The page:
Lone Wolf in Pakistan Theatrics

By all means, it was a clumsy, lone wolf attempt to kill Imran Khan at Gujranwala, literally the city of wrestlers on 3 Nov when he was standing atop a container, addressing a crowd. And it was for this very reason the former Prime Minister of Pakistan got away with minor bruises on his right leg though another person near him was killed, and a few were injured, presumably in the melee that followed.

A question that has been doing the rounds is whether the incident can be called an assassination attempt, not because the gunman failed but because of the thoroughly amateurish manner in which the operation was conducted. An ‘assassination’ is carried out by ‘trained’ executioners who would carry something sophisticated and more lethal.

Imran Khan has said that he suspected three men behind the attempt on his life namely Shehbaz Sharif, the Prime Minister, Rana Sanaullah, the Interior Minister and Army’s sleuth in chief, Major general Faisal Naseer, who heads the all-powerful Inter -Services Intelligence, (ISI). But it would be impossible to believe that the three most powerful men in the land of the pure could do no better than engage a callow amateur to aim an ordinary gun at Imran Khan in a crowded place.  

By all accounts, there was no need for the establishment – euphemism for the Army – to hand over the hatchet job to someone who was perhaps on his maiden ‘assassination’ mission and acted nervously. Over the past three decades plus, the establishment has created a whole army of suicide squads and heavily armed terrorists as a part of its Enterprise “Cross – border Terrorism” to needle India.

Only the naïve would expect a fair inquiry into either the attack or Imran Khan’s allegations. He may not be too disappointed with that even as Pakistan struggles to be on the path of political and economic stability.  And he may love to ride the sympathy wave, which, some analysts expect, would last till the country goes to poll next year.

For weeks now, Imran Khan, denouncing the Shehbaz -led ruling coalition as ‘imported’ government, has been asking for early polls. He wants his ‘throne’ back which will be possible only after the dismissal of the Shahbaz government. He is unhappy with the Army Chief Gen Bajwa’s decision to keep the establishment neutral in the unfolding political theatrics. Through back channels and at public meetings he is asking the army to come out openly in his support.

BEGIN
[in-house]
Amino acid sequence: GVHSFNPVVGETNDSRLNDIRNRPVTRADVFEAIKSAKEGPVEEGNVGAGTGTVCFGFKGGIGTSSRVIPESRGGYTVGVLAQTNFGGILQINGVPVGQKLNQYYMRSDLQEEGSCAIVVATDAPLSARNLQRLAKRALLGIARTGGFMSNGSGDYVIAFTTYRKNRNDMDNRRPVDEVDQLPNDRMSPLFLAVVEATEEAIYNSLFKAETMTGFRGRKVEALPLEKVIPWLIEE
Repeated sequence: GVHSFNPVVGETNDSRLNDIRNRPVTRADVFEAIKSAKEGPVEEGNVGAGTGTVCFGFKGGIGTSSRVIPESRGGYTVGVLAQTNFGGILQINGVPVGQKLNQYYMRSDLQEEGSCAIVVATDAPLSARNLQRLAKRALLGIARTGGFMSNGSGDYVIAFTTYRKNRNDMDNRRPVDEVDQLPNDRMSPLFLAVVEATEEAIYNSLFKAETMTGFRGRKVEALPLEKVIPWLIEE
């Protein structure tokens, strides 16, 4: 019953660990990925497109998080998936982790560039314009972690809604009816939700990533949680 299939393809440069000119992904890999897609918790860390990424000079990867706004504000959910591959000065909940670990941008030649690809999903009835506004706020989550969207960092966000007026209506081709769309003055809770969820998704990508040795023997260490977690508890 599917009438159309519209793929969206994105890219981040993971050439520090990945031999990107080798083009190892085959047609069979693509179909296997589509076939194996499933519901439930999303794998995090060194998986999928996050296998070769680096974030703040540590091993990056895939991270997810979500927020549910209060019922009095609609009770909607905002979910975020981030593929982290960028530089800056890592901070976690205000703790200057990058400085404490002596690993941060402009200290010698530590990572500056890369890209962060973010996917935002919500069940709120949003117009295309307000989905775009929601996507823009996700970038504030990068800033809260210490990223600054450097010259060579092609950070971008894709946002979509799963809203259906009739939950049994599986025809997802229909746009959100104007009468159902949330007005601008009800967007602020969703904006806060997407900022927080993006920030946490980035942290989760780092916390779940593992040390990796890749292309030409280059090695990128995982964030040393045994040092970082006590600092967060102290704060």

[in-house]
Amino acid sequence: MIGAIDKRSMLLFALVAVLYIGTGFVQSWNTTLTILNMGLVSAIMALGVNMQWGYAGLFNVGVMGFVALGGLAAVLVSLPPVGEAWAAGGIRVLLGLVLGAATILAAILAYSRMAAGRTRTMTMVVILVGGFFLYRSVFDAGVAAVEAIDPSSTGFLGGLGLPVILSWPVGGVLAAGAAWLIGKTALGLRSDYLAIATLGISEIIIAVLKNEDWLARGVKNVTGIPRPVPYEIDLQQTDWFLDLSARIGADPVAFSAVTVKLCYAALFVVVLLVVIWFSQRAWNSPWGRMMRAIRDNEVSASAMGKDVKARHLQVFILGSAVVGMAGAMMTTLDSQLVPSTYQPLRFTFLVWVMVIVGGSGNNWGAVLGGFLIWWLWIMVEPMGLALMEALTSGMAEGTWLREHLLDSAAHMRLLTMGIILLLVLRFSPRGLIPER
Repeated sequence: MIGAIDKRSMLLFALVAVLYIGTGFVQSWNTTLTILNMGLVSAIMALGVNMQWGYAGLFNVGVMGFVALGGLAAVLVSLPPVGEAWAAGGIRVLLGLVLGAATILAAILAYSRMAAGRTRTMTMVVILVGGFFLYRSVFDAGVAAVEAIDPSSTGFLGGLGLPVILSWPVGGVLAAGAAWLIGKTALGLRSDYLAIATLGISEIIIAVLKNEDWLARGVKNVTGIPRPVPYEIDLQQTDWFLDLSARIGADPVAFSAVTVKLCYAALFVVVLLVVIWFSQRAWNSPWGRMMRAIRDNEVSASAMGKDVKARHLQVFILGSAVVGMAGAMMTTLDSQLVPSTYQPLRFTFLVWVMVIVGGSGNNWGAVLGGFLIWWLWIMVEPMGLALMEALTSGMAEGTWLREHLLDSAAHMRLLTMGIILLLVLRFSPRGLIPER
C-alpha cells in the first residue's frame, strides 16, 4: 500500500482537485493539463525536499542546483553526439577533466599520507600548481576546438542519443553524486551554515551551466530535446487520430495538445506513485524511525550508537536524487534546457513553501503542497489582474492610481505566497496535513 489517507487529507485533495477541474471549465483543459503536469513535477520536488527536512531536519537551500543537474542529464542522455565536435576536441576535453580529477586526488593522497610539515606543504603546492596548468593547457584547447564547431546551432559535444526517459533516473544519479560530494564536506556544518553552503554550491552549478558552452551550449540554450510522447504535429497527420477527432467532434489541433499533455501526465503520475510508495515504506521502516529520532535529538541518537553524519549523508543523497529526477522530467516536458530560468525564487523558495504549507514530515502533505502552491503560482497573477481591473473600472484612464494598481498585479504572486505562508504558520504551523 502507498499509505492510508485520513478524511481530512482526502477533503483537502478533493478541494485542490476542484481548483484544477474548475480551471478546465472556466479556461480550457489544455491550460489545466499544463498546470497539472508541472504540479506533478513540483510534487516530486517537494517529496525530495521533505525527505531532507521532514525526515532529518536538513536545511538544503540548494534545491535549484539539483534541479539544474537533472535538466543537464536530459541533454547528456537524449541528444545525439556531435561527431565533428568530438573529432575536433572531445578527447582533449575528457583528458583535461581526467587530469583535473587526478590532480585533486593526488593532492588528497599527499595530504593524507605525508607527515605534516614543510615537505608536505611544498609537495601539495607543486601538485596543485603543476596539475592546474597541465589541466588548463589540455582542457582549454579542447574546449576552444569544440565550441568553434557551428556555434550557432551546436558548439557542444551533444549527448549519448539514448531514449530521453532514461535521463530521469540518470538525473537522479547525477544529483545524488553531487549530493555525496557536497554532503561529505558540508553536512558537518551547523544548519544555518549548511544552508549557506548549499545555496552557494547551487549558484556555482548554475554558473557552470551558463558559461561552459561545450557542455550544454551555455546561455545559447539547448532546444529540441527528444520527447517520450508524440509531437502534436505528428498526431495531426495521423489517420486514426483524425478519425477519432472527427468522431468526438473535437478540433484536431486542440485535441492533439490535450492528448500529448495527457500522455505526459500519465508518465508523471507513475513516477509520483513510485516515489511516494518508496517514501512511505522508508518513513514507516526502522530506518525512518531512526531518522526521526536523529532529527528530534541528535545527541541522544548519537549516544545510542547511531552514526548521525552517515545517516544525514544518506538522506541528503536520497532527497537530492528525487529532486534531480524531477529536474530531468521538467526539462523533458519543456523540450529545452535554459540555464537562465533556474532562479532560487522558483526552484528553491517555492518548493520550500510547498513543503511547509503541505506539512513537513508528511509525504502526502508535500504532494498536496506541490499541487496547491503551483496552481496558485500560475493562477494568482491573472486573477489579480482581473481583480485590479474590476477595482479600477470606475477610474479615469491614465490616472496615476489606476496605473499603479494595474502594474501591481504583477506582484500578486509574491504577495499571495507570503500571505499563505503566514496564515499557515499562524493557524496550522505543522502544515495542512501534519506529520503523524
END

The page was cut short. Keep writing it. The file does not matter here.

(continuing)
So far, the Sharif government and the army have refused to listen to the swashbuckling cricketer of yesteryears, making him bitter and more determined to rock the nation with his fiery speeches and marches amidst fears of ‘bloodshed’. The gulf between him and his one-time mentors at the GHQ is widening with every day.

Selected prime ministers turning against their props is not a new development in Pakistan.  The apparent difference this time around is that Imran Khan has gone public to say that he was powerless as Prime Minister, and that he, as PM, would not accept anything short of full command over the men in Khaki.

His desire to get on top of the army is making him to lead a two-headed campaign—against the civilian opponents as well as the army. He seems to think that his broadsides against the holy cow, army, would do not alienate the people if they feel he is not ‘weakening’ the army.

Imran’s anti-army tirade is actually directed against some top generals. The middle level officers and even some major generals, not to speak of the soldiers, who are said to be influenced by religious extremists inside and outside the army, are believed to be behind him. Well, Imran himself is riding the Islamist tiger not merely as a short cut to power nirvana but as a matter of his faith and conviction as well.  

There are two realities of Pakistan, which Imran Khan has tried to ignore. One the army is the ultimate custodian of the country’s destiny. Two top civilian leadership has enjoyed both the patronage and the wrath of the generals!      

As prime minister, Imran Khan performed poorly and acted so boorishly and immaturely that the generals who had nurtured him had lost all confidence in him. His flamboyance made enemies by the dozens all across, not just within the country, but also internationally. The US has been a constant target of his rhetoric, Saudi Arabia became suspicious when he joined hands with Turkey and Malaysia to challenge Riyadh’s hegemony in the Islamic world. And, finally, even the all-weather friend China was shaken by lack of protection for its nationals working on multibillion dollar infrastructural projects across Pakistan.

Imran Khan tasted success with his abrasive and immature behavior as a cricketer, but he proved to be a disaster when he applied the same tactics as a politician. It was Gen Bajwa who had to travel to Washington, Riyadh and Beijing to repair the ties.

The results followed quickly as the US facilitated IMF loan sanction as well as exit from the FATF ‘grey list’. Another welcome gesture was the announcement of a $450 million aid for the maintenance of the F-16 fleet that is used almost exclusively against India. 

Anti-Americanism is so deeply ingrained in Imran Khan that he would find it impossible to change himself should he by any chance become the prime minister once again. His Achilles heel will, however, be an inability to improve his behavior or competence level. Also, history bears testimony that a popular leader in power alone does not do much good to Pakistan.  Imran may end up as the lone wolf in Pakistan Theatrics!

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